One of my husband’s children told me she was shocked when her dad told her I was the primary beneficiary of his life insurance. The next day I received two texts from my stepdaughter stating that she could not understand why her father did not include his three kids on his life insurance.
What’s more, my stepdaughter said that she feels he doesn’t love her, and she asked me to give her a reason why her father didn’t put her and/or her siblings on his life insurance. We believe his ex-wife put her up to this. I am unsure how I should respond to her claims.
We are now going to put together a will, and get a lawyer to make sure this is all tightly stated correctly. I have children of my own as well. This stepdaughter feels that she has a right to whatever her father owns since she lived longer with him. What are your thoughts?
Wife and Stepmother
Some children want the biggest slice of apple pie and ice cream. Others want your life insurance.
Whatever your stepdaughter says, this conversation is not about love. It’s primarily about money. It is inappropriate to have this conversation with you, as the beneficiary. She is leveraging whatever guilt and pressure she can to steer the life insurance her way.
We should not be held hostage to other people’s text messages. No response is a response. Electronic communication is an inadequate form of communication. Emails and texts should be left for housekeeping issues — “I’ll be 5 minutes late!” — rather than important life issues.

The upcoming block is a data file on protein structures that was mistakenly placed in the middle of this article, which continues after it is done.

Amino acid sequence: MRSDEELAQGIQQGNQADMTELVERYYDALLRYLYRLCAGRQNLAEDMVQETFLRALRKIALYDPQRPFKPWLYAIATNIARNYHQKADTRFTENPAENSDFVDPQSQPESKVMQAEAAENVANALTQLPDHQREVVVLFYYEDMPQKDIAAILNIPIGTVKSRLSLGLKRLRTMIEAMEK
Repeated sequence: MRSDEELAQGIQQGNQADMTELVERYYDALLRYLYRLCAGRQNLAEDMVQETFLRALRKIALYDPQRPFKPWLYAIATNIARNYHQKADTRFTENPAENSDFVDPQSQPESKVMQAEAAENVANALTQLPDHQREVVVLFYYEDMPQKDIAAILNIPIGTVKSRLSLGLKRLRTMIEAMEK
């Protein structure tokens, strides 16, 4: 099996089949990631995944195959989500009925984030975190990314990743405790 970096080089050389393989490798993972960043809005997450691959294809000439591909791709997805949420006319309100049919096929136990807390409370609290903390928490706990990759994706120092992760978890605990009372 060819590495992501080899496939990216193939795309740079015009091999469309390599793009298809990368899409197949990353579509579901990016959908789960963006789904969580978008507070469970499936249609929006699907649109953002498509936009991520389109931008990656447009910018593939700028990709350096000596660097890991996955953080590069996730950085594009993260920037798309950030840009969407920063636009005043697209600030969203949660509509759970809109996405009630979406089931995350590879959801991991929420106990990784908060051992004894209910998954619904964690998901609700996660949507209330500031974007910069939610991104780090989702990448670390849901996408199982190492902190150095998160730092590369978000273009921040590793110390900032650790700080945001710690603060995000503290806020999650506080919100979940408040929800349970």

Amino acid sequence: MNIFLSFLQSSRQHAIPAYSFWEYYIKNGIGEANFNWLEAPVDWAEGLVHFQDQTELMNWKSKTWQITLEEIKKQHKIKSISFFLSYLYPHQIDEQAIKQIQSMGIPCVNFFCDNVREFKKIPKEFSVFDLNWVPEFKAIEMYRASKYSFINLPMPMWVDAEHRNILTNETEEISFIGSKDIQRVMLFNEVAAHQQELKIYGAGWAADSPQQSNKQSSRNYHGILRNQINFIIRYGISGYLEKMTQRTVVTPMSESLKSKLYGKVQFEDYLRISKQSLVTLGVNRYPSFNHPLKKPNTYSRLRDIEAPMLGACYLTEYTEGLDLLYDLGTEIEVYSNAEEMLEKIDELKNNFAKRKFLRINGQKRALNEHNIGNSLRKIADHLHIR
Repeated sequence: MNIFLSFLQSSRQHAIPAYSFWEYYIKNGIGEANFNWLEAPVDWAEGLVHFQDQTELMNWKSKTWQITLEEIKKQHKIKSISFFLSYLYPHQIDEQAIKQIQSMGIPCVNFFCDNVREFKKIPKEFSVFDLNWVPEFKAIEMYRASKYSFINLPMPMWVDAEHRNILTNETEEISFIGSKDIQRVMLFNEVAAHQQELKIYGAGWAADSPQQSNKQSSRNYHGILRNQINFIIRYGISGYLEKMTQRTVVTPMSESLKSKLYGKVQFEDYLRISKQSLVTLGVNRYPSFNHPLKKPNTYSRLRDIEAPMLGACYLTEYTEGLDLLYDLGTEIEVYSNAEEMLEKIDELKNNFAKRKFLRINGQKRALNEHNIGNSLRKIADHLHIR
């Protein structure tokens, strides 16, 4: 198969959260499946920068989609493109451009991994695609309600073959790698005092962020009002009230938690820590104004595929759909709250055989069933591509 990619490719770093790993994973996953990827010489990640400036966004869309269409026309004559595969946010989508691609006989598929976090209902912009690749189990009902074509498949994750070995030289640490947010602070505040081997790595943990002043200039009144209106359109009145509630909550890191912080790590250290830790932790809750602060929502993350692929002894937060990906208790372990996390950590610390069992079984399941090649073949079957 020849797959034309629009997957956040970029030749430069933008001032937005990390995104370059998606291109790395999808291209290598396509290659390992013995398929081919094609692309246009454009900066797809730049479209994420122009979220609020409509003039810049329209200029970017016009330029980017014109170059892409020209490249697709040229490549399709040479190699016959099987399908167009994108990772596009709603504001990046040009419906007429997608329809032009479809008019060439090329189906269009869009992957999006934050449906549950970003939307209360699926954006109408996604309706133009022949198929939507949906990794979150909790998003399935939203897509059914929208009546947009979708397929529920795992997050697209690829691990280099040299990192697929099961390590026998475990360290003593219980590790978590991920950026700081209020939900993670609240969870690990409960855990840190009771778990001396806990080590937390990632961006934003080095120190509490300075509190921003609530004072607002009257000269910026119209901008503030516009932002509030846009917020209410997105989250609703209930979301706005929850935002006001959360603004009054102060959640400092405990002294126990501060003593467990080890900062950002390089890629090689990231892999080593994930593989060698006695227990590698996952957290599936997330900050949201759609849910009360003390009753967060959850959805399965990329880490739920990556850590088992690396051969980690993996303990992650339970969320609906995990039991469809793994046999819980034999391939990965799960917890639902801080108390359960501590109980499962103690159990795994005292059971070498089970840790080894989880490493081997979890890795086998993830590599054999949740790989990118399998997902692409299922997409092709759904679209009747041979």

The primary purpose of life insurance is to provide a payout to the remaining dependent — often times the person’s partner or spouse who may be left with a reduced income — rather than inheritance for children. It’s also not a testament of someone’s love for another person.
In addition to covering living expenses, a mortgage, medical expenses, funeral costs or any other debts, life insurance can also bring a person peace of mind. Simply knowing that it’s there is enough. He may wish to explain that to his daughter, but he is under no obligation to do so.
“To measure love with money misunderstands both concepts. ”
To measure love with money misunderstands both concepts. If people did not mix up the two, there would likely be far fewer letters to the Moneyist about inheritance or property. Parents would not, for instance, feel coerced into quit-claiming their properties to their children.
Your husband has every right to name you as beneficiary on his life-insurance policy. He does not need to get into an argy-bargy with his daughter about what she believes she deserves. And you can pick up the phone if you wish to respond, and say, “Talk to your father.”
He could tell her, “It’s inappropriate for you to quiz me about my estate plans and involve your stepmother. If I grilled you, and said you didn’t love me enough to leave me a portion of your assets, how would you feel?” Like she’d just eaten five-day-old fish, is my guess.
Your stepdaughter is not the first person to weaponize life insurance as a way to show love or a lack thereof, and she definitely won’t be the last.
Check out the Moneyist private Facebook group, where we look for answers to life’s thorniest money issues. Readers write in to me with all sorts of dilemmas. Post your questions, tell me what you want to know more about, or weigh in on the latest Moneyist columns.
The Moneyist regrets he cannot reply to questions individually.
By emailing your questions, you agree to having them published anonymously on MarketWatch. By submitting your story to Dow Jones & Company, the publisher of MarketWatch, you understand and agree that we may use your story, or versions of it, in all media and platforms, including via third parties.